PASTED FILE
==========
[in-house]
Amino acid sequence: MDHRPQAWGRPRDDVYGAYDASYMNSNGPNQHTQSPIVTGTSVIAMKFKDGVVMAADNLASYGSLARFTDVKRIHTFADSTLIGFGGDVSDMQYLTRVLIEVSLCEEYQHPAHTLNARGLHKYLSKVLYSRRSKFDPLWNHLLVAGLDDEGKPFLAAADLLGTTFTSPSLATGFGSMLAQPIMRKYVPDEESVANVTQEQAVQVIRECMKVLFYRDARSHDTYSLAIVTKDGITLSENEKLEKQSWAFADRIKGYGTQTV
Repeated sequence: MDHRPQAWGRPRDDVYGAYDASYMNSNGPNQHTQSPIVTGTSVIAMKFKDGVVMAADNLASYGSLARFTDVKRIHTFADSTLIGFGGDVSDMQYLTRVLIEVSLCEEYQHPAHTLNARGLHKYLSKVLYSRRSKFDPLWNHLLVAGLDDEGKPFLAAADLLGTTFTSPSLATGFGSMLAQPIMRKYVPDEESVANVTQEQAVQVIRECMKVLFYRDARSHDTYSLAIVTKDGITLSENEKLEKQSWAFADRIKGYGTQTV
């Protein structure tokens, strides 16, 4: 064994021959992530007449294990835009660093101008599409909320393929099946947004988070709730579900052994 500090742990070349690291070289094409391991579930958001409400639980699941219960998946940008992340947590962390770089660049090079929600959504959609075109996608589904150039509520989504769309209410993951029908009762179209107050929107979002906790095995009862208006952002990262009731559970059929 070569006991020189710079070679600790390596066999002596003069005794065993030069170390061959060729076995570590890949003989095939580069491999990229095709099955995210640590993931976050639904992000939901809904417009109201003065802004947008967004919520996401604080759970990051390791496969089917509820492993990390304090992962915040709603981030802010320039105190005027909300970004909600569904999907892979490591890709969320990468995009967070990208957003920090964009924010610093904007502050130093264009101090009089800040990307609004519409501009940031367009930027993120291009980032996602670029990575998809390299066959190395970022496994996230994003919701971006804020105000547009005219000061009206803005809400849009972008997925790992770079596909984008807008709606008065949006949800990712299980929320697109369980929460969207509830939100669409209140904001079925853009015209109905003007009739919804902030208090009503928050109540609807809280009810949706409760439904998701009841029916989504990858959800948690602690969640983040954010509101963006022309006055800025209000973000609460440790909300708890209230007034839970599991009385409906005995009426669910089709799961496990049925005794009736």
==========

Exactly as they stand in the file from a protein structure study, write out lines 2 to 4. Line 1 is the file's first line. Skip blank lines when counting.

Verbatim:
Amino acid sequence: MDHRPQAWGRPRDDVYGAYDASYMNSNGPNQHTQSPIVTGTSVIAMKFKDGVVMAADNLASYGSLARFTDVKRIHTFADSTLIGFGGDVSDMQYLTRVLIEVSLCEEYQHPAHTLNARGLHKYLSKVLYSRRSKFDPLWNHLLVAGLDDEGKPFLAAADLLGTTFTSPSLATGFGSMLAQPIMRKYVPDEESVANVTQEQAVQVIRECMKVLFYRDARSHDTYSLAIVTKDGITLSENEKLEKQSWAFADRIKGYGTQTV
Repeated sequence: MDHRPQAWGRPRDDVYGAYDASYMNSNGPNQHTQSPIVTGTSVIAMKFKDGVVMAADNLASYGSLARFTDVKRIHTFADSTLIGFGGDVSDMQYLTRVLIEVSLCEEYQHPAHTLNARGLHKYLSKVLYSRRSKFDPLWNHLLVAGLDDEGKPFLAAADLLGTTFTSPSLATGFGSMLAQPIMRKYVPDEESVANVTQEQAVQVIRECMKVLFYRDARSHDTYSLAIVTKDGITLSENEKLEKQSWAFADRIKGYGTQTV
């Protein structure tokens, strides 16, 4: 064994021959992530007449294990835009660093101008599409909320393929099946947004988070709730579900052994 500090742990070349690291070289094409391991579930958001409400639980699941219960998946940008992340947590962390770089660049090079929600959504959609075109996608589904150039509520989504769309209410993951029908009762179209107050929107979002906790095995009862208006952002990262009731559970059929 070569006991020189710079070679600790390596066999002596003069005794065993030069170390061959060729076995570590890949003989095939580069491999990229095709099955995210640590993931976050639904992000939901809904417009109201003065802004947008967004919520996401604080759970990051390791496969089917509820492993990390304090992962915040709603981030802010320039105190005027909300970004909600569904999907892979490591890709969320990468995009967070990208957003920090964009924010610093904007502050130093264009101090009089800040990307609004519409501009940031367009930027993120291009980032996602670029990575998809390299066959190395970022496994996230994003919701971006804020105000547009005219000061009206803005809400849009972008997925790992770079596909984008807008709606008065949006949800990712299980929320697109369980929460969207509830939100669409209140904001079925853009015209109905003007009739919804902030208090009503928050109540609807809280009810949706409760439904998701009841029916989504990858959800948690602690969640983040954010509101963006022309006055800025209000973000609460440790909300708890209230007034839970599991009385409906005995009426669910089709799961496990049925005794009736």